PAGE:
33. Section 56(2) (viib) is a deeming provision and one cannot expand the meaning of scope of any word while interpreting such deeming provision. If the statute provides that the valuation has to be done as per the prescribed method and if one of the prescribed methods has been adopted by the assessee, then Assessing Officer has to accept the same and in case he is not satisfied, then we do not we find any express provision under the Act or rules, where Assessing Officer can adopt his own valuation in DCF method or get it valued by some different Valuer. There has to be some enabling provision under the Rule or the Act where Assessing Officer has been given a power to tinker with the valuation report obtained by an independent valuer as per the qualification given in the Rule 11U. Here, in this case, Assessing Officer has tinkered with DCF methodology and rejected by comparing the projections with actual figures. The Rules provide for two valuation methodologies, one is assets based NAV method which is based on actual numbers as per latest audited financials of the assessee company. Whereas in a DCF method, the value is based on estimated future projection. These projections are based on various factors and projections made by the management and the Valuer, like growth of the company, economic/market conditions, business conditions, expected demand and supply, cost of capital and host of other factors. These factors are considered based on some reasonable approach and they cannot be evaluated purely based on arithmetical precision as value is always worked out based on approximation and ca tena of underline facts and assumptions. Nevertheless, at the time when valuation is made, it is based on reflections of the potential value of business at that particular time and also keeping in mind underline factors that may change over the period of time and thus, the value which is relevant today may not be relevant after certain period of time. Precisely, these factors have been judicially appreciated in various judgments some of which have been relied upon by the ld. Counsel, for instance:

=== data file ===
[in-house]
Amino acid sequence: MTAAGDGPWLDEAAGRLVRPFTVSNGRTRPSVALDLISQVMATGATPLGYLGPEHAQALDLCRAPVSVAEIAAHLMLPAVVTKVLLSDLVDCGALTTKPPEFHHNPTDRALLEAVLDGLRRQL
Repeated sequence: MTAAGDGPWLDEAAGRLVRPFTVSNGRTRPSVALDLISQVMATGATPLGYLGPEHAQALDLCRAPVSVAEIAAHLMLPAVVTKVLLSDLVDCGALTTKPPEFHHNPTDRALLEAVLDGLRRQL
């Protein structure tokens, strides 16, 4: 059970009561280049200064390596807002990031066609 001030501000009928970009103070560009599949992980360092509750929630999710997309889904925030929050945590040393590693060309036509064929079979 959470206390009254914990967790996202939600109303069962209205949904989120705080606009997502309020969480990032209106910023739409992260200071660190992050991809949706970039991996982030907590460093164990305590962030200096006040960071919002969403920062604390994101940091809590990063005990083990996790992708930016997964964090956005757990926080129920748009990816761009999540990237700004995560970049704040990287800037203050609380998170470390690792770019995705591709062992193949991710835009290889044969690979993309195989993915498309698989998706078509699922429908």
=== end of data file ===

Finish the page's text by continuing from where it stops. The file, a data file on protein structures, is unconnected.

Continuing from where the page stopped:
i) Securities &Exchange Board of India & Ors [2015 ABR 291 (Bombay HC)]
“48.6 Thirdly, it is a well settled position of law with regard to the valuation that valuation is not and exact science and can never be done with arithmetic precision. The attempt on the part of SEBI to challenge the valuation which is bu its very nature based on projections by applying what is essentially a hindsight view that the performance did not match the projection is unknown to the law on valuations. Valuation being an exercise required to be conducted at a particular point of time has of necessity to be carried out on the basis of whatever information is available on the date of the valuation and a projection of future revenue that valuer may fairly make on the basis of such information.”
ii) Rameshwaram Strong Glass Pvt. Ltd. v. ITO [2018-TIOL-1358-ITAT- J aipur)
“4.5.2. Before examining the fairness or reasonableness of valuation report submitted by the assessee we have to bear in mind the DCF Method and is essentially based on the projections (estimates) only and hence these projections cannot be compared with the a ctuals to expect the same figures as were projected. The valuer has to make forecast on the basis of some material but to estimate the exact figure is beyond its control. At the time of making a valuation for the purpose of determination of the fair market value, the past history may or may not be available in a given case and therefore, the other relevant factors may be considered. The projections are affected by various factors hence in the case of company where there is no commencement of production or of the business, does not mean that its share cannot command any premium. For such cases, the concept of start-up is a good example and as submitted the income-tax Act also recognized and encouraging the start-ups.
“10. In our considered view, for valuation or an intangible asset only the future projections along can be adopted and such valuation cannot be reviewed with actuals after 3 or 4 years down the line. Accordingly, the grounds raised by the assessee are allowed”.
34. The aforesaid ratios clearly endorsed our view as above. In any case, if law provides the assessee to get the valuation done from a prescribed expert as per the prescribed method, then the same cannot be rejected because neither the Assessing Officer nor the assessee have been recognized as expert under the law.